Unique Baseball Card Collection Snatched From a Wichita Home

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Sunday, January 6, 2013

There's no price tag that could ever capture it's worth, especially now that it's gone.

"Putting monetary value on that is kind of hard to do," Wichita's Christopher Fevurly said. "I'm at a loss for words."

Fevurly's homage to Ken Griffey Jr., his favorite player of the past, was snatched as he sat at the Fiesta Bowl watching the star Kansas State players of the present.

"(Ken Griffey Jr.) was the kid. He wore his hat backward. He had the sweetest swing," Fevurly said.

During the nearly seven days he was gone in Arizona, his collection of more than 500 Ken Griffey Jr. cards went out the window, literally.

Fevurly says burglars used his daughter's high chair to smash out the window to his son's bedroom. Once inside, they took the baseball card collection along with a television and a computer monitor.

"This is a group of cards that I've been collecting my entire life," Fevurly said.

In fact, Fevurly says he got his first card of that collection in 1989 when he was just 11 years old.

"It was the first year Ken Griffey Jr. played (in the major leagues)," Fevurly said.

He says some of the cards in the box are rather special and are worth $50 to $75 each. But he says the majority of the cards hold more sentimental value than anything else and are probably closer to 50 cents or 75 cents a piece.

All of them are equally important to him for a much bigger reason than their monetary value.

"I've got a six-year-old boy here and this is something I could pass along to him," Fevurly said.

Local sports cards and memorabilia dealer, Vince Oliver, says he's no stranger to hearing of stolen collector's items.

"I get calls on a weekly basis from other dealers and collectors who say, 'Hey be on the lookout, I had this taken from me,'" said Oliver, who owns Oliver's Sports Cards and Memorabilia on W. 31st Street just west of Seneca.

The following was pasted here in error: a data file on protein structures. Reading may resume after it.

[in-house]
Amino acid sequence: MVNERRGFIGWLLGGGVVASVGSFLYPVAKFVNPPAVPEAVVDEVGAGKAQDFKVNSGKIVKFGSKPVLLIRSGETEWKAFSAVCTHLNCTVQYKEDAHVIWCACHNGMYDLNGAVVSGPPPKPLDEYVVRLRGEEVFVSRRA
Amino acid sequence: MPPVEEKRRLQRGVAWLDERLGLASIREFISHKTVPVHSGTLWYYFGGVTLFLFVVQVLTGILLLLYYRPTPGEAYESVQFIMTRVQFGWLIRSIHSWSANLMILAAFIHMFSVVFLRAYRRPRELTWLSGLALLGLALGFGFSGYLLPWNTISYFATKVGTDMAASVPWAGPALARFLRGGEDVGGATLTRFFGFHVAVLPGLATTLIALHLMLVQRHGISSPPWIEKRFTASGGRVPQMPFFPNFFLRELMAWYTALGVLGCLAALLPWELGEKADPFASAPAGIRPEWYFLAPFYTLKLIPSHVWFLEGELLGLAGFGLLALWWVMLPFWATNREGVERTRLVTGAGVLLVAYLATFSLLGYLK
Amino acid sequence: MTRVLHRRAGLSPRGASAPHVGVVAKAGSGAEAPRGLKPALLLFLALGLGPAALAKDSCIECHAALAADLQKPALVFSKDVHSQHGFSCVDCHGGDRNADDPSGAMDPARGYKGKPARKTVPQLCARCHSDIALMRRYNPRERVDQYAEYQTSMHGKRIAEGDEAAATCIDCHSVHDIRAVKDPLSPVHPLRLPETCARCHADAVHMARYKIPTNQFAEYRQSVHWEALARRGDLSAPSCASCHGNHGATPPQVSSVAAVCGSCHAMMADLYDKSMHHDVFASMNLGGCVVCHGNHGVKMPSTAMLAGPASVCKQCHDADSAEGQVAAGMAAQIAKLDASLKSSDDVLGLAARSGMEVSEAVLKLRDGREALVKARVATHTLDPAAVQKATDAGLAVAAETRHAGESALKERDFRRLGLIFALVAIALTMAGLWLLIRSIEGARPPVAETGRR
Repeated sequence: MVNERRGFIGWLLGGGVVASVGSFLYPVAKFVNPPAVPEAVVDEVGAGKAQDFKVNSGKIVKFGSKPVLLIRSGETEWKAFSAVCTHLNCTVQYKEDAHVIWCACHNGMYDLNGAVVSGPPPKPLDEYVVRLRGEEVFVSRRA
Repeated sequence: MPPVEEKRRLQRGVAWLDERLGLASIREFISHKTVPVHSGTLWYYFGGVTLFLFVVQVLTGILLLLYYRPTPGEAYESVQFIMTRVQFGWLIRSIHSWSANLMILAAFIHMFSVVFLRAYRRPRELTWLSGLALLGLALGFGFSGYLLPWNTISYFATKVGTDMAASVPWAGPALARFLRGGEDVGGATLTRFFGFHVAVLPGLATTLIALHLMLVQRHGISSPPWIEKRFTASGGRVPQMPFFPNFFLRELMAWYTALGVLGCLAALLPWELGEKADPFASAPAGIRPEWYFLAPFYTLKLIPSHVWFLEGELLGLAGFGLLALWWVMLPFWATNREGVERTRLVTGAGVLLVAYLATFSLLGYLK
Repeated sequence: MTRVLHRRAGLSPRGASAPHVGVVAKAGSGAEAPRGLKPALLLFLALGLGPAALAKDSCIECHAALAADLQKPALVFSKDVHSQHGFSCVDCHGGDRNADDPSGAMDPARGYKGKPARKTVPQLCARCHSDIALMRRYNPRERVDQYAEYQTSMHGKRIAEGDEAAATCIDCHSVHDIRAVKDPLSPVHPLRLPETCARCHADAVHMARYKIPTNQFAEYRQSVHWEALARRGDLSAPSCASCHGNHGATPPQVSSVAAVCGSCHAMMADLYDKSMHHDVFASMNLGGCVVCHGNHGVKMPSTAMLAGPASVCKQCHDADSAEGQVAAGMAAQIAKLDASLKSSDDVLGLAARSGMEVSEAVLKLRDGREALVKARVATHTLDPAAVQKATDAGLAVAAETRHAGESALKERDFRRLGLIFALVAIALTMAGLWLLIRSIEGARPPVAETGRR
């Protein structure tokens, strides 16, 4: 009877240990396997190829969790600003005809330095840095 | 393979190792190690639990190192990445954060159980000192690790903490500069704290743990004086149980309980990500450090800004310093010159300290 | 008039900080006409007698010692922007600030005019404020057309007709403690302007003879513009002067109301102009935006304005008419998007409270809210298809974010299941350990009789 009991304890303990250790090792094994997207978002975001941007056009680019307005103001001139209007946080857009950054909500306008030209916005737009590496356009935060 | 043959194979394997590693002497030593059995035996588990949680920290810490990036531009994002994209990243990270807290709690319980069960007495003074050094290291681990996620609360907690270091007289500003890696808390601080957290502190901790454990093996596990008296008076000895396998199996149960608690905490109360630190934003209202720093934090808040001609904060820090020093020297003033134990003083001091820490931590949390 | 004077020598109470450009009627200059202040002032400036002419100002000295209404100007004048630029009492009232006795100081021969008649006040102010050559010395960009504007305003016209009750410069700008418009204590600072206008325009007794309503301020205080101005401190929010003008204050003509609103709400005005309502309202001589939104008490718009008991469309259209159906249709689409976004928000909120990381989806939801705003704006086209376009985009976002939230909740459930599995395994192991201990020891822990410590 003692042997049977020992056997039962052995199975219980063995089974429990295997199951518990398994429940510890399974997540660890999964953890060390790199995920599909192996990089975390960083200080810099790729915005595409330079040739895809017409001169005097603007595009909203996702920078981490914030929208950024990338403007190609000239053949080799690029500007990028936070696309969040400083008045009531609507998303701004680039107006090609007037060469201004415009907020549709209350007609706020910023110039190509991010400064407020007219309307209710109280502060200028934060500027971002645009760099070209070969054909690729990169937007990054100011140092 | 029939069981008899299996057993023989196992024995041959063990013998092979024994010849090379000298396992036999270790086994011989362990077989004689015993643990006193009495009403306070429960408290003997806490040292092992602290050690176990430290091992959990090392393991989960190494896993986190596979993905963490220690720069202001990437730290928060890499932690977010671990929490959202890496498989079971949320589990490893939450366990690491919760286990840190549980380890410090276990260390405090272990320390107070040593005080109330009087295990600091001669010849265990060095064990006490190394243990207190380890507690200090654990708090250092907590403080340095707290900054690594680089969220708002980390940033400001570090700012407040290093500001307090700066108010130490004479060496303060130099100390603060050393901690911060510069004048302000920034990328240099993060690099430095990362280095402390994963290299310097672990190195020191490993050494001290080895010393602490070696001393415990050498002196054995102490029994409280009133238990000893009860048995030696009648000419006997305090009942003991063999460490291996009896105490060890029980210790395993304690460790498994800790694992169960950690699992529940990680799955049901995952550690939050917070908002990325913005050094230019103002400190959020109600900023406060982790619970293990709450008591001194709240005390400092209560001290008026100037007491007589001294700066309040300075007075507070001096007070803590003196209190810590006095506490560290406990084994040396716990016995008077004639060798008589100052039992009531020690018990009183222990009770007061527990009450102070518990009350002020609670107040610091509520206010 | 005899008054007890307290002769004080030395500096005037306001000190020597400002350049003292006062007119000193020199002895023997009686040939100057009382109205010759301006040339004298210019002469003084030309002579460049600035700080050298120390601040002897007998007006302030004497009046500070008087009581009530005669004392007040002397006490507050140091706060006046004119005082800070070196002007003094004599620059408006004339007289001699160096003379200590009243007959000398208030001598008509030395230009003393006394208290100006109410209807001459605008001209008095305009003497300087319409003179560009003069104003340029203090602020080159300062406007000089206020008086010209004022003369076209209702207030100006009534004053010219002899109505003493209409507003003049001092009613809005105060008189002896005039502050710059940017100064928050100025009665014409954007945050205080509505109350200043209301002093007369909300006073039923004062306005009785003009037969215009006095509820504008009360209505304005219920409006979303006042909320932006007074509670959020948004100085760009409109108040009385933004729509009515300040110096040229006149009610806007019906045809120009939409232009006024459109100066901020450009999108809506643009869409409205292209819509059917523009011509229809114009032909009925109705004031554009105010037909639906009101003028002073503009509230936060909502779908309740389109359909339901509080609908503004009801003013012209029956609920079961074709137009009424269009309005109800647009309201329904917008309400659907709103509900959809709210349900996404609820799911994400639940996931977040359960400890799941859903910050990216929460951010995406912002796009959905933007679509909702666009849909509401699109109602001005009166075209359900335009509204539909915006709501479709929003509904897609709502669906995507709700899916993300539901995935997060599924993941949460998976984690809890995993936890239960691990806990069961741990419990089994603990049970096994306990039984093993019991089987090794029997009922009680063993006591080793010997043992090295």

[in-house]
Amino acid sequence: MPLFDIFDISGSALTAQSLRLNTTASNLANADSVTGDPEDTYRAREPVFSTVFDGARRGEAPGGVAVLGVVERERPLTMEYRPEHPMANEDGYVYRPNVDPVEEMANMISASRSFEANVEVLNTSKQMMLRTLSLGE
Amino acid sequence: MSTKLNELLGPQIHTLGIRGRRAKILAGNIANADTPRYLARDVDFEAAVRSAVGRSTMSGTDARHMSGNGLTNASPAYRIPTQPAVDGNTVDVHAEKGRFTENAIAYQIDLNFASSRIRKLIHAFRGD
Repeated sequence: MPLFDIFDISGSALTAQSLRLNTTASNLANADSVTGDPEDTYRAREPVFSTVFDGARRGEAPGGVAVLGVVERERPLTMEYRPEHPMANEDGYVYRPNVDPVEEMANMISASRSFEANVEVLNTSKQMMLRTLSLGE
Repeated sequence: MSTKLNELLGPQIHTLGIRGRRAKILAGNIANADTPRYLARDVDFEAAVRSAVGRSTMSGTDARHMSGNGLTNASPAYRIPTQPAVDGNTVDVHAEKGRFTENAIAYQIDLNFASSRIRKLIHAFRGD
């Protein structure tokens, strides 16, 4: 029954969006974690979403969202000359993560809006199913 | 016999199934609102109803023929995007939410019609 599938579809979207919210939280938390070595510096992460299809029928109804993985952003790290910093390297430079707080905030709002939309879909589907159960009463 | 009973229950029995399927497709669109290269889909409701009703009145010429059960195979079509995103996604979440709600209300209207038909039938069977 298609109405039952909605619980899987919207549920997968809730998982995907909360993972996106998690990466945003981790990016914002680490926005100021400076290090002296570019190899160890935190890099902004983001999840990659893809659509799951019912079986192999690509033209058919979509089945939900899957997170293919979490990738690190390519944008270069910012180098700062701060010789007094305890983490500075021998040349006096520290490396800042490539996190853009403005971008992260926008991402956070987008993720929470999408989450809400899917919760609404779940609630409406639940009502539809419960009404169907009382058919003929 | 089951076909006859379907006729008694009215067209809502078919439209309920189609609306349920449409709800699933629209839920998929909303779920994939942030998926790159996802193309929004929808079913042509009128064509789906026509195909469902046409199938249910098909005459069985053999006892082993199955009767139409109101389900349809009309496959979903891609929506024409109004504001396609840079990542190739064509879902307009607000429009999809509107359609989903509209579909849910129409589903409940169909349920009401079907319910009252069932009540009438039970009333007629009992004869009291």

He says sometimes these situations end well.

"I've actually been a part of several where we caught some people who have stolen from somebody else and then tried to sell to me," Oliver said.

But that's the exception not the rule. So, he says, it's important that if you have a collection, catalog it. Many of the cards are part of numbered sets. The card's unique number could come in handy for a dealer trying to identify if an item is stolen. Company's such as Beckett have websites that will assist you with that process, Oliver said.

Once it's cataloged, he says, lock it down.

"Spend the $100 or $200 and buy a safe," Oliver said.

Oliver says if you do have something stolen, check Craigslist and Ebay for posts from not-so-smart criminals. Also, don't hesitate to give him or another dealer a call to alert them to the stolen goods possibly on the local market.

Fevurly has a couple things he might have done differently, such as leaving the box of cards in a different spot and not talking about his trip so much on social media.

But he's now focused on what he will do in the future.

"I'm definitely going to try and replace them," Fevurly said. "They can be replaced. I'm just lucky we weren't here. You can't replace a human life."


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